NEW DELHI – China’s plans to build railways and roads that will cut across the Himalayan mountains into Nepal are being watched closely: The ambitious projects could draw Beijing deeper into the South Asian region increasing its strategic influence close to Indian borders.
While India is wary about the development that China is promising Nepal under its Belt and Road initiative, opinion is divided in the tiny country wedged between the Asian giants on whether it will bring a boon or drive it on debt.
The highlight of the 20 point agreement signed during a landmark visit by Chinese President Xi Jinping to Nepal last week was a Himalayan corridor: a feasibility study for a transboundary railway that will run from Tibet to Kathmandu and eventually to Lumbini, a town close to the Indian border and a tunnel road to be built through the Himalayas to connect Kathmandu to Kerung, a town near the Chinese border.
“This is a paradigm shift in our history. Until today we were much more looking to the south, now after Xi Jinping’s visit our north is also opening up,” says Mrigendra Bahadur Karki at the Center for Nepal and Asian Studies at Tribhuvan University in Kathmandu.
Landlocked Nepal, long a buffer between China and India, relies on its trade and transit routes through India on its south. But as the country looks increasingly to Beijing for investment amid a dramatic upswing in ties, China has pledged connectivity projects that will provide alternative routes and reduce its dependency on India.
“We will develop a multidimensional trans-Himalayan connectivity network and help Nepal to realize its dream to transform itself from a landlocked country to a land-linked country,” Xi said during his visit to Kathmandu, the first by a Chinese leader in 23 years.
Although previous governments were cautious about the Chinese offers amid concerns that they can drive countries into debt, the ruling Nepal Communist Party led by prime minister K.P. Sharma Oli is enthusiastic about getting on board the Belt and Road Initiative — an increasing business with Beijing was one of the promises he made when he won in 2017. He has even reinstated a $ 2.5 billion hydroelectric project being built by a Chinese firm that was canceled by the previous government citing irregularities.
The trans-Himalayan rail project, in particular, has created much buzz in Nepal, which has been looking to reduce its reliance on New Delhi ever since India was blamed for tacitly backing a five-month-long blockade of its main trade route by ethnic Nepalese in 2015. The blockade created crippling shortages in Nepal.
The railway project that involves laying 72 kilometers of rail tracks through high mountain terrain to connect Tibet to Kathmandu is considered a massive engineering challenge — but there is optimism in Nepal that Beijing has the prowess to execute it.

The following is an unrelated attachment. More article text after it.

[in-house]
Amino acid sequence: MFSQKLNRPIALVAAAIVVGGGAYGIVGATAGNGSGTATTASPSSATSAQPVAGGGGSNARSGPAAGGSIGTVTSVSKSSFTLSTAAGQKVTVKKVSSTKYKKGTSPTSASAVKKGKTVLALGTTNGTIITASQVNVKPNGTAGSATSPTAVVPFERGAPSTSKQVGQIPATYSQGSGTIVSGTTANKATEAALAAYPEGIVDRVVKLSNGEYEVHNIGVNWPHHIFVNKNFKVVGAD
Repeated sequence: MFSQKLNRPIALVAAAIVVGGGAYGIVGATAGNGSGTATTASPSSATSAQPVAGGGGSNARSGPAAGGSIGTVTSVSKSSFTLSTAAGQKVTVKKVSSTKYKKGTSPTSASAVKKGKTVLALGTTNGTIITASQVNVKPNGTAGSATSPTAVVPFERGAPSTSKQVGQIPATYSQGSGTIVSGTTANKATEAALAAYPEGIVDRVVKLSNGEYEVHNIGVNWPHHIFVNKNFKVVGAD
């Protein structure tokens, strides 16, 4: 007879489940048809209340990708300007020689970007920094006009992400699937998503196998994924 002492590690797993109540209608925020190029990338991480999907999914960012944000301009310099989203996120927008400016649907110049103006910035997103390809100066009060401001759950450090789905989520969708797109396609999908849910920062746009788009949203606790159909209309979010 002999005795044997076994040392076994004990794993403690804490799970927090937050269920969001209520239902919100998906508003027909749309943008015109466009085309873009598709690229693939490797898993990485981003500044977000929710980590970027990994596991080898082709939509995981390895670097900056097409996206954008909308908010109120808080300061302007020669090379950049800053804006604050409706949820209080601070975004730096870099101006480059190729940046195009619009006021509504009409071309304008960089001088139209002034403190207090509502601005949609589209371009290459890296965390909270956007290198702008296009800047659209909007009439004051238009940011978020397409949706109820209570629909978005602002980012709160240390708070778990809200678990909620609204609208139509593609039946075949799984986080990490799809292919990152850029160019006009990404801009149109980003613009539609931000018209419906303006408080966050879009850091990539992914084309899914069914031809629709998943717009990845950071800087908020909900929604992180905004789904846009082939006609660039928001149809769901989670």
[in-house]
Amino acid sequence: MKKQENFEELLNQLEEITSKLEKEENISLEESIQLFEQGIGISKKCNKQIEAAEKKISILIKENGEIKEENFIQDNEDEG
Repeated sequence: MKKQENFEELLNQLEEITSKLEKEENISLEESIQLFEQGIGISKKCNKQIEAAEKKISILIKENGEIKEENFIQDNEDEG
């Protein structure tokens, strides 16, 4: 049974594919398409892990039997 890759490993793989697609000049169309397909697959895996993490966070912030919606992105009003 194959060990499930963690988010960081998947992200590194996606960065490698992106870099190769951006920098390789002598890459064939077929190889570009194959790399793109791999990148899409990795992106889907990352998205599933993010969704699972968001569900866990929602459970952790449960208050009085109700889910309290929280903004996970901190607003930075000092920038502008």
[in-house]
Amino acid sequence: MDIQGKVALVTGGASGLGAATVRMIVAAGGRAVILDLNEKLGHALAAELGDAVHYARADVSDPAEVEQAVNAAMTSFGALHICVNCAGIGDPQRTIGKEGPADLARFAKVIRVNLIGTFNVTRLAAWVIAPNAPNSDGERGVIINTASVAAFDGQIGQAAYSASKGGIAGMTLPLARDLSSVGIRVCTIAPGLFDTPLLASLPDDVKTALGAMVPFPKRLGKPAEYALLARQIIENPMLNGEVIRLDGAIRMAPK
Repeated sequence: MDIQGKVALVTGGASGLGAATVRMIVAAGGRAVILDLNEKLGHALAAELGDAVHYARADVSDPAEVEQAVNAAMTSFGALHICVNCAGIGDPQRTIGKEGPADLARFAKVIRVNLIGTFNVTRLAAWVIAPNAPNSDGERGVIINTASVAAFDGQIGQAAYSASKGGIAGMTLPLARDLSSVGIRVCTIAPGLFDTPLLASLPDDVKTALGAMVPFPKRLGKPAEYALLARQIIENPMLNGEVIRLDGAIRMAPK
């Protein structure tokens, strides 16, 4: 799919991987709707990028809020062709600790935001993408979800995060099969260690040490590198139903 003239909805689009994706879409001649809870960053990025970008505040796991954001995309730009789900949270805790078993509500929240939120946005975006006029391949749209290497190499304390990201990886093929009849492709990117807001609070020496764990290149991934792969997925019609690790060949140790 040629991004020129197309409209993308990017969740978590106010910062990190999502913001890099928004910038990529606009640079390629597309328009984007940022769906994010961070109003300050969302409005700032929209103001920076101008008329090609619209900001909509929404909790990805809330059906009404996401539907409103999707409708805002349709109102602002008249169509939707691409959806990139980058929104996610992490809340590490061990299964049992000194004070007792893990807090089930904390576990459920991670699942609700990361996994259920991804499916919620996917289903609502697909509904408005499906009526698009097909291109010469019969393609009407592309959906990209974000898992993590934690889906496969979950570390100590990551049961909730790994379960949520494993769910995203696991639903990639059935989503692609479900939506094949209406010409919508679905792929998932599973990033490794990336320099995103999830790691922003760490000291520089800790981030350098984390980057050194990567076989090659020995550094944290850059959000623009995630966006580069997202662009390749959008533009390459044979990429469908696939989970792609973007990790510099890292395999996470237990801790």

Some say the connectivity projects will be a boon for Nepal, linking it to the huge Chinese economy, enabling swift movement between the two countries, and turning the tiny nation into a transit hub for trade between China and India – the region’s two big economies.
But while many ordinary Nepalese are optimistic, analyst Karki underlines that there are also deep concerns about their affordability and a pushback against the Chinese projects. “China will provide us with soft loans. But Nepal is an economically poor country so there are questions whether we can pay back that loan or not. Nepali community, society, and political parties are divided on this,” according to Karki.
The example often cited is that of Sri Lanka, which after struggling to pay back for a Chinese-built port had to hand over its operations to Beijing, giving it a strategic foothold in the Indian Ocean close to Indian shores.
Analysts also point to China’s growing ideological influence in Nepal’s ruling party which along with a Chinese delegation last month hosted a symposium in Kathmandu on “Xi Jinping Thought.”
For New Delhi, which has slammed the Belt and Road initiative as a form of colonization, the growing Chinese footprint in Nepal means that a country once firmly in its political orbit and sometimes referred to as its “backyard” is moving away, according to analysts.
“Considering the advantages India had in Nepal, for China to have that kind of influence does affect our standing,” says Manoj Joshi at the Observer Research Foundation in New Delhi. “When Chinese spend money in places like Nepal and Pakistan these are basically strategic actions, not necessarily economic ones.”
And while India has also promised to build a second rail link from its eastern state of Bihar to Kathmandu, critics say it has been slow in implementing connectivity projects in the South Asian region. “India does not have the wherewithal to take on China in terms of investing in projects, we don’t have the money to invest in projects,” points out Joshi.
Nepal’s only railway link so far is a 35 km track in its southern plains built by India. That is why analysts say, a tiny, economically backward country like Nepal that urgently needs to upgrade its infrastructure, is tempted by the opportunity provided by China.